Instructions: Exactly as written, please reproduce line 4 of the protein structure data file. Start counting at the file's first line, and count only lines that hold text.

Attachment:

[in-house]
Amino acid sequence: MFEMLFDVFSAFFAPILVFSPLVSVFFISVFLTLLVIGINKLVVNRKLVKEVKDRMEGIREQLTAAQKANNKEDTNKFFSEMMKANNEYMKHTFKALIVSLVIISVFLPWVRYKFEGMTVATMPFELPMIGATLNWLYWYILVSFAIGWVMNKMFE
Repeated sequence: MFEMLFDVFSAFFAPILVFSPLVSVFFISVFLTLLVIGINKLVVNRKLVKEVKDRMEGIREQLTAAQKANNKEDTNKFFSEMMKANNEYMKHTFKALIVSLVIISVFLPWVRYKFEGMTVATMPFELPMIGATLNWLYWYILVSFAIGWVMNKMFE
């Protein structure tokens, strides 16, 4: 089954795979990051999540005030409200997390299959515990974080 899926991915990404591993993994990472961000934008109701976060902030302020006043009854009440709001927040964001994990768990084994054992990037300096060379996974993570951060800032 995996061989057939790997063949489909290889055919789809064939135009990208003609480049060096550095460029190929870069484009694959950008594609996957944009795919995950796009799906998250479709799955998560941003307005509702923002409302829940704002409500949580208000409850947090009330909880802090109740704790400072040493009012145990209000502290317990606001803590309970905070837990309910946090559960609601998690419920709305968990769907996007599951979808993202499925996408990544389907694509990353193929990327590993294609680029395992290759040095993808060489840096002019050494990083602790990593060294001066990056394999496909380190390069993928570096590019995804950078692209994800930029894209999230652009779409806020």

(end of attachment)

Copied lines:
């Protein structure tokens, strides 16, 4: 089954795979990051999540005030409200997390299959515990974080 899926991915990404591993993994990472961000934008109701976060902030302020006043009854009440709001927040964001994990768990084994054992990037300096060379996974993570951060800032 995996061989057939790997063949489909290889055919789809064939135009990208003609480049060096550095460029190929870069484009694959950008594609996957944009795919995950796009799906998250479709799955998560941003307005509702923002409302829940704002409500949580208000409850947090009330909880802090109740704790400072040493009012145990209000502290317990606001803590309970905070837990309910946090559960609601998690419920709305968990769907996007599951979808993202499925996408990544389907694509990353193929990327590993294609680029395992290759040095993808060489840096002019050494990083602790990593060294001066990056394999496909380190390069993928570096590019995804950078692209994800930029894209999230652009779409806020």